6. HARRY FROM MONTANA (1903)

Fergus County Argus, Dec. 16, 1903

Who knew keeping your feet dry was such an important part of staying off the Naughty list?

7. RAYMOND FROM WEST VIRGINIA (1907)

Clarence doesn’t sound very nice.

8. PERCY FROM WEST VIRGINIA (1907)

Screen Shot 2016-12-09 at 11.27.46 AM.png

Poor Opal and Mildred. They’re just girls. Do girls even have preferences?

9. VIRGINIA FROM MISSOURI (1907)

Virginia understands that sometimes Santa needs to delegate.

10. ROBERT FROM TENNESSEE (1913)

The Commercial, Dec. 19, 1913

Old people get lonely.

11. WILLIE FROM FLORIDA (1915)

Sure, an axe sounds like an age-appropriate gift for a five-year-old.

12. ELEANOR FROM FLORIDA (1915)

Screen Shot 2016-12-09 at 10.46.05 AM.png

“Bring both if possible.”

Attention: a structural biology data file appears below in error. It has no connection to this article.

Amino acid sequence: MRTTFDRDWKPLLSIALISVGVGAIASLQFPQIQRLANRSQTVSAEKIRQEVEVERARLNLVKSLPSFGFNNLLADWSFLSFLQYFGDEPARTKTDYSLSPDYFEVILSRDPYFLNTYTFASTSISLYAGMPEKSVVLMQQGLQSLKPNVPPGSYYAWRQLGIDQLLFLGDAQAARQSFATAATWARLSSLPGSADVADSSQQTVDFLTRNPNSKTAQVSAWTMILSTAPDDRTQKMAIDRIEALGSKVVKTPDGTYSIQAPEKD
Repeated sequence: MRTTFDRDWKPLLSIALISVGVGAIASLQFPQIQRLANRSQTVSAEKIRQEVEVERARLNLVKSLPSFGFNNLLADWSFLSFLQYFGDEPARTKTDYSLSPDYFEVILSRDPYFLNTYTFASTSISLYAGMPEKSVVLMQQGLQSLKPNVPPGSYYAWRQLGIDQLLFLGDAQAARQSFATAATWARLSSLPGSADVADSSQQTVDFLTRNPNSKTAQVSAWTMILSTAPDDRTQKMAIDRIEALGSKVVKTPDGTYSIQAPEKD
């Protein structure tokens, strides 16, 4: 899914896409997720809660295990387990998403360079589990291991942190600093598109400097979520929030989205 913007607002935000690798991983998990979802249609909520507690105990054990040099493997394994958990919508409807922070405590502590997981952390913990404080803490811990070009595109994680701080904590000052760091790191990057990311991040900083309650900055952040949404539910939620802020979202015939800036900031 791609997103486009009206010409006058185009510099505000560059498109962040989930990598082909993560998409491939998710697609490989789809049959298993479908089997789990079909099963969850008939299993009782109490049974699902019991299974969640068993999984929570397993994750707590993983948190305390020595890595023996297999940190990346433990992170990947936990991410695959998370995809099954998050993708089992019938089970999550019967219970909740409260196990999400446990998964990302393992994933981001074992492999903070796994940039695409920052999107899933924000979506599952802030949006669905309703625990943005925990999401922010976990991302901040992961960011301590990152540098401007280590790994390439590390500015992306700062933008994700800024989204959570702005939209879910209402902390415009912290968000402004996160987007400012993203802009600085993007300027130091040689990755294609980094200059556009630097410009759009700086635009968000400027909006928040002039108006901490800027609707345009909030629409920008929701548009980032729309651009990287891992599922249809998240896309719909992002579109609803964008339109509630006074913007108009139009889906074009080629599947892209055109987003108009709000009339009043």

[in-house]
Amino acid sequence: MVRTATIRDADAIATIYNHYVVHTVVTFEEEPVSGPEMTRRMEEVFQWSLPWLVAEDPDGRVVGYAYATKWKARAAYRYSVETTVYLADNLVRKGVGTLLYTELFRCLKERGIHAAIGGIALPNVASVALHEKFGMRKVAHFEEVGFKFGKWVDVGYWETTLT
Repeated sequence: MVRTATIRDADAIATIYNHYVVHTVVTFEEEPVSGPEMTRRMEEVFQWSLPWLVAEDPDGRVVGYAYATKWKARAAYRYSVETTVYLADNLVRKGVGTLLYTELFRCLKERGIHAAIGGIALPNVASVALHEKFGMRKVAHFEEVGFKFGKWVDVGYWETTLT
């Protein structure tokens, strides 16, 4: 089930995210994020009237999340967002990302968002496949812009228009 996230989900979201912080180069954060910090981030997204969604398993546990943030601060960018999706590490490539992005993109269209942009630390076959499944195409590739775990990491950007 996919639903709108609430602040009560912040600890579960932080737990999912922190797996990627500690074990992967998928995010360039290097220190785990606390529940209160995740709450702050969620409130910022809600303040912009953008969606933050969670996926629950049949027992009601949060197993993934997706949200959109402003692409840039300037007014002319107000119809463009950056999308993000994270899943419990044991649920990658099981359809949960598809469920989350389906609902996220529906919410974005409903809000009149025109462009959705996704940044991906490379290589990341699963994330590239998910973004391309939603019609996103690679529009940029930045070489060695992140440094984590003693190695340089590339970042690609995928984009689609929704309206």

13. UNSIGNED LETTER FROM FLORIDA (1913)

Screen Shot 2016-12-09 at 10.48.04 AM.png

This transplant from Maine would really like a basketball, but he doesn’t quite believe that a Santa Claus can exist in Florida, where there isn’t even any snow.

14. WALTER FROM FLORIDA (1915)

Screen Shot 2016-12-09 at 11.01.09 AM.png

The Daytona Daily News, Dec. 17, 1915

Good choice not to act a pig, Walter.

15. MERLA FROM FLORIDA (1915)

Screen Shot 2016-12-09 at 11.46.47 AM.png

The Pensacola Journal, Dec. 24, 1915

Merla will not be ignored!

16. ROY FROM FLORIDA (1915)

Screen Shot 2016-12-09 at 11.54.27 AM.png

The Pensacola Journal, Dec. 24, 1915

A doll dressed in a cowboy suit could not be called Raymond. A lack of sailor suit is a dealbreaker.